The “C-III Ratio” has been shown to be a reliable indicator of the progression of coronary artery disease (Alaupovic, P. and Blankenhorn, D. H. Klin. Wochenschr., 60:38-40 (1990); Blankenhorn, D. H. et al. Circulation, 81:470-478 (1990)). The current methodology for the C-III ratio is based on precipitation of all Apo B-containing lipoprotein particles with heparin and quantification of Apo C-III in both the heparin precipitate and heparin supernatant fraction. The Apo C-III in the heparin precipitate fraction represents Apo C-III associated with Apo B in VLDL and VLDL remnant particles. Apo C-III remaining in the supernatant fraction is associated with HDL particles. The C-III ratio is calculated by dividing the Apo C-III in the heparin supernatant by the Apo C-III in the heparin precipitate. A low C-III ratio is associated with progression of coronary disease.
 The dipstick methodology described above was also used to determine the distribution of Apo C-III, that is, to obtain a C-III ratio. PVDF strips were coated with the Pan B (D6) MAb, blocked and incubated with human serum plasma or whole blood as described above. This was followed by washing, an incubation with the XbA3 (anti-Apo C-III) MAb-peroxidase complex, an additional washing, and an incubation with chromogenic TMB substrate as described above. The color developed on the Pan B (D6) MAb-coated dipsticks was proportional to the Apo C-III associated with Apo B. As described earlier, the Pan B (D6) MAb binds all Apo B-containing particles, including LDL. However, the amount of Apo C-III associated with Apo B in LDL is negligible. Therefore, the color intensity on the Pan B coated dipsticks reflected the amount of Apo C-III associated with VLDL and VLDL remnant particles. The anti-Apo A-I (or anti-HDL) dipsticks coated with AIbD5MAb were also used in combination with the XbA3 MAb-peroxidase complex. The color on these dipsticks was proportional to the amount of Apo C-III associated with Apo A-I in HDL particles.
 A visual comparison of the Pan B and the anti-HDL dipsticks after incubation with the same serum sample and staining, allowed for an estimation of the C-III ratio. A serum with a high C-III ratio (as determined by assaying C-III in a heparin supernatant and precipitate) showed relatively strong color on the anti-HDL dipstick and only a faint color on the Pan B (D6) MAb dipstick. A serum, which was previously shown to have a low C-III ratio, showed more intense color on the Pan B (D6) MAb dipstick and relatively weak color on the anti-HDL MAb dipstick. Identical results were obtained with whole blood.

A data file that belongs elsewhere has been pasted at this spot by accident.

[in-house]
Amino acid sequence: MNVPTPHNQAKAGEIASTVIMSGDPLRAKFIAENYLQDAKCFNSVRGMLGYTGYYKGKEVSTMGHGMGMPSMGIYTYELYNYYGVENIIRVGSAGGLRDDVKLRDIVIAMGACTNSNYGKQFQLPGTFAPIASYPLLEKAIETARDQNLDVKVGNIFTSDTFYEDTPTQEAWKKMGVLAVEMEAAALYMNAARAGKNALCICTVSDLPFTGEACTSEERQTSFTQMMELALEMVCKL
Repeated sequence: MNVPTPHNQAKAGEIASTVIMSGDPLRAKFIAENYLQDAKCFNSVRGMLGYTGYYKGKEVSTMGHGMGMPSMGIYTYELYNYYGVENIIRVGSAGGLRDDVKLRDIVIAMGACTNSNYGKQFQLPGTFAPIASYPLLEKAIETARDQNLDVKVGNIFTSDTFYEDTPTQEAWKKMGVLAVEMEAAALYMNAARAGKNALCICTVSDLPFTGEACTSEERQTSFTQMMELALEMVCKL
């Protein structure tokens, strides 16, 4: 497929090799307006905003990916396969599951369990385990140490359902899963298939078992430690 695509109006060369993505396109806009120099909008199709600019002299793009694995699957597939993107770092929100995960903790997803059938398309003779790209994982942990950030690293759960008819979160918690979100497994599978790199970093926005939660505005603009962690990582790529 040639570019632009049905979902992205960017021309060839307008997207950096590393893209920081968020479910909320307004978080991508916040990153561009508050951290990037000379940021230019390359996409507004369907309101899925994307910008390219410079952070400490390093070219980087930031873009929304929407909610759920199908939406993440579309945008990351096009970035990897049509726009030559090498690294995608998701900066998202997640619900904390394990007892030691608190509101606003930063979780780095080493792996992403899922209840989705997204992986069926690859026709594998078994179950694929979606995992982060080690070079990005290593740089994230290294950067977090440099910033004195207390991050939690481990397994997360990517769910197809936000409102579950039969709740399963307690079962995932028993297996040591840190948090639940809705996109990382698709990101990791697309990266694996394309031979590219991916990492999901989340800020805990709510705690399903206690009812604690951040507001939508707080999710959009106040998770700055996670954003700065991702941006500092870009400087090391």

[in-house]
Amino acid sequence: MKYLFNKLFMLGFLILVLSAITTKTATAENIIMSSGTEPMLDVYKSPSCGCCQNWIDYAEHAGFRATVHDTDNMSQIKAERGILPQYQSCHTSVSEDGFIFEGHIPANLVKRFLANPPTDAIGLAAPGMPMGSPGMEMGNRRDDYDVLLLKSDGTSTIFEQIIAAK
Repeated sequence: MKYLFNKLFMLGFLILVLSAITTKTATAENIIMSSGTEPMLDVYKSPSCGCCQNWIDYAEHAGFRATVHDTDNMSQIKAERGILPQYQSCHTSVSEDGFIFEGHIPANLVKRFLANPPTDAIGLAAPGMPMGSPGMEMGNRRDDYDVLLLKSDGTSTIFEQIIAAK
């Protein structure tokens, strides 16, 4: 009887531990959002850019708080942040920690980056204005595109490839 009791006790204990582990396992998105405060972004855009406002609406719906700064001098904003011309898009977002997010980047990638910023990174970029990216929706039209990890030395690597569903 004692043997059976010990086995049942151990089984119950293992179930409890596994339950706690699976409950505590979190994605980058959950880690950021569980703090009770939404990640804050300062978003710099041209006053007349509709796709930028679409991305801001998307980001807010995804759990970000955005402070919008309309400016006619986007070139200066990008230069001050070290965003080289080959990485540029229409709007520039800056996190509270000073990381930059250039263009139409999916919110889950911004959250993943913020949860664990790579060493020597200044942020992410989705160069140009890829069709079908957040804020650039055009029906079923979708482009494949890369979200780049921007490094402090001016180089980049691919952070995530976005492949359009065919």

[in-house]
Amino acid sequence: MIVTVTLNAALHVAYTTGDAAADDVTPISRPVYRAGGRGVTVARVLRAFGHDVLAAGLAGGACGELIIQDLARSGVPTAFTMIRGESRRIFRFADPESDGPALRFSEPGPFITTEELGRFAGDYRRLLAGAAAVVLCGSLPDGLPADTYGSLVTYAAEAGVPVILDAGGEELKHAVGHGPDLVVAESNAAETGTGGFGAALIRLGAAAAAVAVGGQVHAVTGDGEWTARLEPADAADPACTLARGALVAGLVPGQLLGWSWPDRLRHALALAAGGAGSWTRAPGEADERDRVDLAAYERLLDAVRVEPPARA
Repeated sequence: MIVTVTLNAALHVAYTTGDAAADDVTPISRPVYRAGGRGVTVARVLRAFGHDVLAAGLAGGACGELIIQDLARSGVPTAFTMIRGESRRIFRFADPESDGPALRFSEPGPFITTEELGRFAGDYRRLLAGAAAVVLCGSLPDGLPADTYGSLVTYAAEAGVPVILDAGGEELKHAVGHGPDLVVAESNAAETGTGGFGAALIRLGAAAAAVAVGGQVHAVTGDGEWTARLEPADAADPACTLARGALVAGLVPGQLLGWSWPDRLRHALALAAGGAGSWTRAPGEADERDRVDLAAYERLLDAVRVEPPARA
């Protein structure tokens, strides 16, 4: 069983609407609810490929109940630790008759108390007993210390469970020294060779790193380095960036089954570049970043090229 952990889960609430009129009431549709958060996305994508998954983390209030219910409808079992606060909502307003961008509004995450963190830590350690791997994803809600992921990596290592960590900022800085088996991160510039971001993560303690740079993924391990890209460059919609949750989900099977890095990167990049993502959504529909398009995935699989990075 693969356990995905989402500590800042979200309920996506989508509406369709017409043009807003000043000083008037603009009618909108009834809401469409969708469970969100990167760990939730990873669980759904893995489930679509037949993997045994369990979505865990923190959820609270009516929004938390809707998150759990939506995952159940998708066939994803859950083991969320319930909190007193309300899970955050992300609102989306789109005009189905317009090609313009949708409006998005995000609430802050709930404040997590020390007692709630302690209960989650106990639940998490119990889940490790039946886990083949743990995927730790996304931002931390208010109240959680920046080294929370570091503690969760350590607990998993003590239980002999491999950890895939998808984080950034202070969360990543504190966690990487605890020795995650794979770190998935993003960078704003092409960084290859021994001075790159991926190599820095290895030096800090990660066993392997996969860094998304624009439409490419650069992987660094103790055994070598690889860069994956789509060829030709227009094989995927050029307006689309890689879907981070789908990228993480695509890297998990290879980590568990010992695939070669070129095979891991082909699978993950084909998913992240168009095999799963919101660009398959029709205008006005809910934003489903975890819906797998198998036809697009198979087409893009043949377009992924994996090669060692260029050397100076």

Similar experiments were carried out to determine the Apo E ratio by the use of appropriate dipsticks. As described above, the Apo E ratio is determined by dividing Apo E in heparin supernate with the Apo E in heparin precipitate. The Apo E ratio is analogous to the C-III ratio and reflects the quantity of VLDL and their remnants relative to the HDL particles. To determine the Apo E ratio, the Pan B and anti-HDL dipsticks (coated with D6 and AIbD5 MAbs, respectively) were incubated with human serum, plasma or whole blood for 2 minutes, washed under tap water, air dried for 2 minutes and incubated with an equimolar mixture of two anti-Apo E MAbs (each complexed with streptavidin-peroxidase) for 10 minutes. This was followed by washing and incubation with TMB substrate as described above. Two anti-Apo E MAbs (EfB1 and EfD3) were separately biotinylated at their Fc fragments and complexed with the streptavidin-peroxidase as described above. Since EfB1 MAb binds predominantly to Apo E associated with VLDL, whereas EfD3 preferentially binds Apo E on HDL particles, an equimolar mixture of EfB1 and EfD3-peroxidase complexes was used for incubation with the Pan B and anti-HDL dipsticks. This mixture was used in place of a single MAb with equal binding to all Apo E-containing lipoproteins. Nevertheless, determination of the Apo E ratio with the above dipsticks is quite similar to the Apo C-III ratio. The sera with low Apo E ratio determined by the heparin precipitation method gave a relatively weak staining on anti-HDL dipsticks, reflecting a low concentration of Apo E associated with Apo A-I in HDL particles, and an intense staining on the Pan B dipsticks due to the high concentration of Apo E associated with Apo B. The sera with high Apo E ratio gave an inverse pattern (strong staining of anti-HDL and weaker staining of Pan B dipsticks).
 These experiments demonstrate that a dipstick technique using described combinations of MAbs to apolipoproteins A-I, B, C-III and E provides a quick (approximately 30 minutes) estimation of the C-III and E ratios in human serum, plasma and whole blood, or other biological samples. The conventional determinations of these ratios cannot be done with whole blood and take 12-24 hours (Alaupovic, P. Can. J. Biochem., 59:565-579 (1981)).
 Murine hybridoma cells producing anti-LDL HB3cB3 MAb were used to produce recombinant anti-LDL using a commercially available recombinant phage antibody system (RPAS, Pharmacia Biotech Inc., Piscataway, N.J.). Briefly, mRNA was isolated from HB3cB3 producing hybridoma cells, followed by synthesis of cDNA encoding the variable regions of both heavy and light chains of the HB3cB3 MAb. The heavy and light chain encoding cDNAs were amplified in two separate PCRs using two sets of primers, specific for each chain. The amplified heavy and light chain cDNA fragments were then purified using agarose gel electrophoresis and assembled into a single recombinant DNA fragment using a DNA linker fragment (Pharmacia Biotech Inc., Piscataway, N.J.). The resulting recombinant DNA molecule encodes a single chain polypeptide, called a single chain Fv fragment (ScFv), which binds the same epitope as the original MAb.